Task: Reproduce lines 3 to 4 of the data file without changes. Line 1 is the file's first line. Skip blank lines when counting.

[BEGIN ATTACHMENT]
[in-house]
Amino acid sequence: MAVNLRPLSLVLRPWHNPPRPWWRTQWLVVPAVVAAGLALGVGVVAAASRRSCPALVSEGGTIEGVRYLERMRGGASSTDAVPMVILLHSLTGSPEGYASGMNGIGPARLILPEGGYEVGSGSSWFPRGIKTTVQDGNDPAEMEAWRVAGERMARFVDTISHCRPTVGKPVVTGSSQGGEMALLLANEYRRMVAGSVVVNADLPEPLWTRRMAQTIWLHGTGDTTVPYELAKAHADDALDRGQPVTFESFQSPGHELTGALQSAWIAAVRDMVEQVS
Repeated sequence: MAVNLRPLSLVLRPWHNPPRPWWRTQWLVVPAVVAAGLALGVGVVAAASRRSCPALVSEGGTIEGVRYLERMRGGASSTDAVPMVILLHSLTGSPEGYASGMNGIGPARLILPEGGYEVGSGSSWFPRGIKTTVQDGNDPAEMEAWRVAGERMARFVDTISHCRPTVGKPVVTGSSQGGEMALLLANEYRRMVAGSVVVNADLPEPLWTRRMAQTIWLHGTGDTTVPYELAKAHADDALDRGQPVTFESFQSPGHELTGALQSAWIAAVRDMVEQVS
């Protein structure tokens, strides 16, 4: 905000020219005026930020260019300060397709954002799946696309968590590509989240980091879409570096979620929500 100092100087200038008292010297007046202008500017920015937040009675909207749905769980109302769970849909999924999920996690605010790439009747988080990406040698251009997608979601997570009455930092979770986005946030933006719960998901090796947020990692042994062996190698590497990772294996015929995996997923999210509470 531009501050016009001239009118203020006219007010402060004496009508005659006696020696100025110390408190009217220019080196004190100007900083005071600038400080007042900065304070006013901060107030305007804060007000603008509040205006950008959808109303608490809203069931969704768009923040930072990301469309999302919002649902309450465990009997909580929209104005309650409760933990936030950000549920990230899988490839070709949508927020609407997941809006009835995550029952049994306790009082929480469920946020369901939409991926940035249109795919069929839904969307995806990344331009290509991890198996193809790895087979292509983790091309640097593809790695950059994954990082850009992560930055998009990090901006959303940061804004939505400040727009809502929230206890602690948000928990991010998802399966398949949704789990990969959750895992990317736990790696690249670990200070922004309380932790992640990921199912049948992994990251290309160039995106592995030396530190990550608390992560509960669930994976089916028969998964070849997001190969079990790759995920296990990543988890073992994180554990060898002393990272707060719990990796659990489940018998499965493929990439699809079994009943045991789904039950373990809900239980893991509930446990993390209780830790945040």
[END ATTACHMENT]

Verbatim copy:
Repeated sequence: MAVNLRPLSLVLRPWHNPPRPWWRTQWLVVPAVVAAGLALGVGVVAAASRRSCPALVSEGGTIEGVRYLERMRGGASSTDAVPMVILLHSLTGSPEGYASGMNGIGPARLILPEGGYEVGSGSSWFPRGIKTTVQDGNDPAEMEAWRVAGERMARFVDTISHCRPTVGKPVVTGSSQGGEMALLLANEYRRMVAGSVVVNADLPEPLWTRRMAQTIWLHGTGDTTVPYELAKAHADDALDRGQPVTFESFQSPGHELTGALQSAWIAAVRDMVEQVS
């Protein structure tokens, strides 16, 4: 905000020219005026930020260019300060397709954002799946696309968590590509989240980091879409570096979620929500 100092100087200038008292010297007046202008500017920015937040009675909207749905769980109302769970849909999924999920996690605010790439009747988080990406040698251009997608979601997570009455930092979770986005946030933006719960998901090796947020990692042994062996190698590497990772294996015929995996997923999210509470 531009501050016009001239009118203020006219007010402060004496009508005659006696020696100025110390408190009217220019080196004190100007900083005071600038400080007042900065304070006013901060107030305007804060007000603008509040205006950008959808109303608490809203069931969704768009923040930072990301469309999302919002649902309450465990009997909580929209104005309650409760933990936030950000549920990230899988490839070709949508927020609407997941809006009835995550029952049994306790009082929480469920946020369901939409991926940035249109795919069929839904969307995806990344331009290509991890198996193809790895087979292509983790091309640097593809790695950059994954990082850009992560930055998009990090901006959303940061804004939505400040727009809502929230206890602690948000928990991010998802399966398949949704789990990969959750895992990317736990790696690249670990200070922004309380932790992640990921199912049948992994990251290309160039995106592995030396530190990550608390992560509960669930994976089916028969998964070849997001190969079990790759995920296990990543988890073992994180554990060898002393990272707060719990990796659990489940018998499965493929990439699809079994009943045991789904039950373990809900239980893991509930446990993390209780830790945040």